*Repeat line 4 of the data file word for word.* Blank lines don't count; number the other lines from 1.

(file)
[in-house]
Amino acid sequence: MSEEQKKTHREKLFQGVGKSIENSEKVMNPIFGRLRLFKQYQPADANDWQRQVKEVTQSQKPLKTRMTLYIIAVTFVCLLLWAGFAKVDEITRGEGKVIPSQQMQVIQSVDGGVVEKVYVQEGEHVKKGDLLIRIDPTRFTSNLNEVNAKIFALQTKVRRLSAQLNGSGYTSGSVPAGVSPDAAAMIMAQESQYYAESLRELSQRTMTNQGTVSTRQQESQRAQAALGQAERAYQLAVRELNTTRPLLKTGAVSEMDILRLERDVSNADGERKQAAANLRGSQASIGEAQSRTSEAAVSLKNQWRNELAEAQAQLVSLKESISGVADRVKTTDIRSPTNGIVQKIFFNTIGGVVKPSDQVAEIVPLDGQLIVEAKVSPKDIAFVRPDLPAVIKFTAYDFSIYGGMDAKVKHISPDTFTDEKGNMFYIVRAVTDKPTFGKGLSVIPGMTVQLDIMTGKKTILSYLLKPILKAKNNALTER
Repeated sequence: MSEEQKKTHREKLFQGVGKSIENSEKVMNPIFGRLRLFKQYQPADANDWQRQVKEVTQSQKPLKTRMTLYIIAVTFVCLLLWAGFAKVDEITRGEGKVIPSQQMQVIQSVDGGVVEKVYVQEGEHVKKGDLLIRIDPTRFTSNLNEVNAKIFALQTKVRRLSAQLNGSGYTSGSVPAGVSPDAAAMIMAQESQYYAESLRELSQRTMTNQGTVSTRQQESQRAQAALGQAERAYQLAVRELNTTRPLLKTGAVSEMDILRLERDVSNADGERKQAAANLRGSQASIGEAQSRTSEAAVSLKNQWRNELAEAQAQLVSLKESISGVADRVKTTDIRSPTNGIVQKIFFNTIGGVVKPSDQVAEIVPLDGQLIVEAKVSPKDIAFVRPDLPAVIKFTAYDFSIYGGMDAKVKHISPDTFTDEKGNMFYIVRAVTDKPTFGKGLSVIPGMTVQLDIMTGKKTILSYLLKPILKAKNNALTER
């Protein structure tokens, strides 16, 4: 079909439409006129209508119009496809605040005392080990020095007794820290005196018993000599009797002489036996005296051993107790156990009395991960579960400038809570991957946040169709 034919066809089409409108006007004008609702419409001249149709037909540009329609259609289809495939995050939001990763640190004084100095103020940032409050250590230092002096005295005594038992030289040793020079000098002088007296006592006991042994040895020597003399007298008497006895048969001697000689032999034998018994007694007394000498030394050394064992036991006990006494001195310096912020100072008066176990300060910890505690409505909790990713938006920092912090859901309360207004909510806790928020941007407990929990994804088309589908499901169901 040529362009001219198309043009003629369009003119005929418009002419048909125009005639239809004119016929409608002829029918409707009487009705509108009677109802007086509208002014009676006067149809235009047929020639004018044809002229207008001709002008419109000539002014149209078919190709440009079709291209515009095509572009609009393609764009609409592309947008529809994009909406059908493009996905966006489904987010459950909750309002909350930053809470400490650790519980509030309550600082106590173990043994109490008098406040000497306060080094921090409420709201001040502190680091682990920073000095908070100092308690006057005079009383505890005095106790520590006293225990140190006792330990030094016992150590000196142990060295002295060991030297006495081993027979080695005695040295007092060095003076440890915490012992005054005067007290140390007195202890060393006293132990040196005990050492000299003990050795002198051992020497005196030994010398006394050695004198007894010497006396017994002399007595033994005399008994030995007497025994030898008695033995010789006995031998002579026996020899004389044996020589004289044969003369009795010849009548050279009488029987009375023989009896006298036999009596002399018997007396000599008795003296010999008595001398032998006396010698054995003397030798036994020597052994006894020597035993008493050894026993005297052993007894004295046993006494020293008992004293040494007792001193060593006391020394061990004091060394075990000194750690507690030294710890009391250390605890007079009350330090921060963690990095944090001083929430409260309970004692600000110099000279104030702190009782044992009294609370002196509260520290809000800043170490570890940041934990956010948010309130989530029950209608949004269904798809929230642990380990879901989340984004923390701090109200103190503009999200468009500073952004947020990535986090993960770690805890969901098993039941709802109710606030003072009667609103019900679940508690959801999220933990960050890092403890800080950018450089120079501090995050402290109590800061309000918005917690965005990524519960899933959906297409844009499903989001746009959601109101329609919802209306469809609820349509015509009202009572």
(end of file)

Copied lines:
């Protein structure tokens, strides 16, 4: 079909439409006129209508119009496809605040005392080990020095007794820290005196018993000599009797002489036996005296051993107790156990009395991960579960400038809570991957946040169709 034919066809089409409108006007004008609702419409001249149709037909540009329609259609289809495939995050939001990763640190004084100095103020940032409050250590230092002096005295005594038992030289040793020079000098002088007296006592006991042994040895020597003399007298008497006895048969001697000689032999034998018994007694007394000498030394050394064992036991006990006494001195310096912020100072008066176990300060910890505690409505909790990713938006920092912090859901309360207004909510806790928020941007407990929990994804088309589908499901169901 040529362009001219198309043009003629369009003119005929418009002419048909125009005639239809004119016929409608002829029918409707009487009705509108009677109802007086509208002014009676006067149809235009047929020639004018044809002229207008001709002008419109000539002014149209078919190709440009079709291209515009095509572009609009393609764009609409592309947008529809994009909406059908493009996905966006489904987010459950909750309002909350930053809470400490650790519980509030309550600082106590173990043994109490008098406040000497306060080094921090409420709201001040502190680091682990920073000095908070100092308690006057005079009383505890005095106790520590006293225990140190006792330990030094016992150590000196142990060295002295060991030297006495081993027979080695005695040295007092060095003076440890915490012992005054005067007290140390007195202890060393006293132990040196005990050492000299003990050795002198051992020497005196030994010398006394050695004198007894010497006396017994002399007595033994005399008994030995007497025994030898008695033995010789006995031998002579026996020899004389044996020589004289044969003369009795010849009548050279009488029987009375023989009896006298036999009596002399018997007396000599008795003296010999008595001398032998006396010698054995003397030798036994020597052994006894020597035993008493050894026993005297052993007894004295046993006494020293008992004293040494007792001193060593006391020394061990004091060394075990000194750690507690030294710890009391250390605890007079009350330090921060963690990095944090001083929430409260309970004692600000110099000279104030702190009782044992009294609370002196509260520290809000800043170490570890940041934990956010948010309130989530029950209608949004269904798809929230642990380990879901989340984004923390701090109200103190503009999200468009500073952004947020990535986090993960770690805890969901098993039941709802109710606030003072009667609103019900679940508690959801999220933990960050890092403890800080950018450089120079501090995050402290109590800061309000918005917690965005990524519960899933959906297409844009499903989001746009959601109101329609919802209306469809609820349509015509009202009572």